The Gulf of Tonkin Events – Fifty Years Later: A Footnote to the History of the Vietnam War   by John White

          The war in Vietnam essentially began in 1964 in response to what the American  government claimed was an unprovoked attack upon two U.S. naval ships, the destroyers USS Maddox (DD-731) and USS Turner Joy (DD-951), while they were steaming peacefully on the high seas in the Gulf of Tonkin off Vietnam. Although there already was a U.S. military presence in Vietnam, the Tonkin events led to congressional action which allowed President Lyndon Johnson (and, later, President Richard Nixon) to escalate U.S. military presence enormously and to wage war  in Vietnam and also covertly in Southeast Asia. A 1967 letter to the editor in the New Haven Register  was instrumental in pressuring the Johnson administration to tell the truth about how the war was started. The letter – from Cheshire resident John White – became an international sensation. On the occasion of the fiftieth anniversary of the Gulf of Tonkin events, White documents his role and its aftermath, both personal and political in a recently released book entitled  “The Gulf of Tonkin Events – Fifty Years Later: A Footnote to the History of the Vietnam” which he will discuss at a book talk and signing  Wednesday, Sept. 10,  in the auditorium of the Silas Bronson Library, 267 Grand St  at 6:30 p.m.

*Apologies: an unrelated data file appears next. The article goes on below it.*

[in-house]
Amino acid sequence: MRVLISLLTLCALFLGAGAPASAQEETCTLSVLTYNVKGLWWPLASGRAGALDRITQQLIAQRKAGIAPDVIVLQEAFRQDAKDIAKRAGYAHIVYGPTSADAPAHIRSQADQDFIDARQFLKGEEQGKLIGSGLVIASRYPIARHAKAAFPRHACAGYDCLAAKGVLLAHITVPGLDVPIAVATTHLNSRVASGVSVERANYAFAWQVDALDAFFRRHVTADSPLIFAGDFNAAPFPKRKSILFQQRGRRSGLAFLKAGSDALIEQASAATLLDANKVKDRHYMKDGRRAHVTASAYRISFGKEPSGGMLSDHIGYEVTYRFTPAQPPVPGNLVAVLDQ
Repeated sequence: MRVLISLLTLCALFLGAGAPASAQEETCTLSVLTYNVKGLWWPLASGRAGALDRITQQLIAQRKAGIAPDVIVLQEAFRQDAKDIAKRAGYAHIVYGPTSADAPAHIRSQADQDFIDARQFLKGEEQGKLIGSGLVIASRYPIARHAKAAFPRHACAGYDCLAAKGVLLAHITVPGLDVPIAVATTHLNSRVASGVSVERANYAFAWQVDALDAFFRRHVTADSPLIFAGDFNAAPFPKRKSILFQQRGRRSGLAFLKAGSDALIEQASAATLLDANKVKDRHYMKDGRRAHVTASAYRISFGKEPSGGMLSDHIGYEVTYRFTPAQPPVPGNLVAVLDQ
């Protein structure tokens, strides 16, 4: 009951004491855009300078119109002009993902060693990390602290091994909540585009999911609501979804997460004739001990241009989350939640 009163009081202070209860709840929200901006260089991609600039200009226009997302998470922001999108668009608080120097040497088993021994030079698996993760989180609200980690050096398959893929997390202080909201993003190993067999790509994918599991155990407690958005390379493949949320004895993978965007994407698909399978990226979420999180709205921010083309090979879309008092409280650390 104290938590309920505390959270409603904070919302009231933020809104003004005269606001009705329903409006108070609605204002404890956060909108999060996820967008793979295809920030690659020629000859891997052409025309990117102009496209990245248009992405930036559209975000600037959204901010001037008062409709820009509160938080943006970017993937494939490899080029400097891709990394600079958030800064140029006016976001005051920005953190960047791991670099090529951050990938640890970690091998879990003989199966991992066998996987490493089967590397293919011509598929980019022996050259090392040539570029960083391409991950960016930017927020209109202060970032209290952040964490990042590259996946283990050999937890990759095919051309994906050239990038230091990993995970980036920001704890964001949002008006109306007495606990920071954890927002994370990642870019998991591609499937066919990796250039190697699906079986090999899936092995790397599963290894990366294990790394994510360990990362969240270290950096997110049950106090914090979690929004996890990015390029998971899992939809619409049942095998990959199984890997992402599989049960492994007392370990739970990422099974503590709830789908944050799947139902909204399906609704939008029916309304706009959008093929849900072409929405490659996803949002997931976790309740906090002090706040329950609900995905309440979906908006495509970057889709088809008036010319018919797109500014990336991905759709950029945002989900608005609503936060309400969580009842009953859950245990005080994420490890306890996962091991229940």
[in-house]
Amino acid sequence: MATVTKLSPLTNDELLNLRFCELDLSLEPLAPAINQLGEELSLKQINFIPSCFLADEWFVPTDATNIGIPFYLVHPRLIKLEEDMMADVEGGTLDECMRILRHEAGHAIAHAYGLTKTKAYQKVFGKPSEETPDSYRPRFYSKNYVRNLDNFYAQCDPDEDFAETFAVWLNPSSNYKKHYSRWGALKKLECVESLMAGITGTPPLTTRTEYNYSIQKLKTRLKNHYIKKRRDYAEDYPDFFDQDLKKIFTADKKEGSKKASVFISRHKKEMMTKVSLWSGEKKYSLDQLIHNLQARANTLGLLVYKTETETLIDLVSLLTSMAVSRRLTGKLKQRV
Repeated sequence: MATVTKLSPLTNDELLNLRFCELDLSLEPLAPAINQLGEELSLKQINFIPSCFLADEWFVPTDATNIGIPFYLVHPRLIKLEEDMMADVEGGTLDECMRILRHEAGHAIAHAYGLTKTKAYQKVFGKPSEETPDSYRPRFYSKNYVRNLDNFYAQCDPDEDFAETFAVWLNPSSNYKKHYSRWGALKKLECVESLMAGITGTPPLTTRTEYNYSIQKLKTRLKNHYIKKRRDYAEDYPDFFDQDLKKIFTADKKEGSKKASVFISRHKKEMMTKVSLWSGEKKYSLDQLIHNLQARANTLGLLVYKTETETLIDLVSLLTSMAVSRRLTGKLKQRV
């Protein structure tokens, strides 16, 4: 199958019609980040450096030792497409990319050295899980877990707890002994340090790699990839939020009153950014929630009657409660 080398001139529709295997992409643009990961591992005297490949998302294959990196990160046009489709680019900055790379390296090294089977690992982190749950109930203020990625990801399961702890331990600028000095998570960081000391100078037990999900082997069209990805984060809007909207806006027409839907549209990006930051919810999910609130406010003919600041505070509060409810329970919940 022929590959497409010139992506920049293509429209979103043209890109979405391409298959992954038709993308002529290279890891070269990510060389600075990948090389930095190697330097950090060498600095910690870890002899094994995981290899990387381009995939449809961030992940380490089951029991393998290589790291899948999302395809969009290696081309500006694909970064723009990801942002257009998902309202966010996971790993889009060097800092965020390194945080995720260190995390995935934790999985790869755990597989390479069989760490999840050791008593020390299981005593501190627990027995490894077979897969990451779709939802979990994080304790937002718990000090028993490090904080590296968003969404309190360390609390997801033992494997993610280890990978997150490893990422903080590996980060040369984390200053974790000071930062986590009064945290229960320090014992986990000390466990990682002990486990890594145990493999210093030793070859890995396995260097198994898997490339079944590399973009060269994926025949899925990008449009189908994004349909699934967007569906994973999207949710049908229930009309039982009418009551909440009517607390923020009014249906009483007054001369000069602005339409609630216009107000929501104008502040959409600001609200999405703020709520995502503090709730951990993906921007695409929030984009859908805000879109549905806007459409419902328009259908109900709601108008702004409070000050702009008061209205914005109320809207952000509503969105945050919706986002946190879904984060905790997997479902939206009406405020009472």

John White is an internationally known author who writes about the human mind and spirituality and their relationship to social and political affairs. He has published sixteen  books and his writing has appeared in The New York Times, The Wall Street Journal, Reader’s Digest, Esquire, Woman’s Day and numerous other publications. His books have been translated into ten languages. Born in 1939, he holds degrees from Dartmouth College (B.A., 1961) and Yale University (M.A., 1969) and  has taught English and journalism on the secondary and college levels. He served four years as a U.S. naval officer, primarily in antisubmarine warfare and nuclear weaponry. In 1972, he worked with Apollo 14 astronaut Edgar Mitchell who founded The Institute of Noetic Sciences, a research organization that studies the human potential for personal and planetary transformation.
     The public is invited.  The program is free.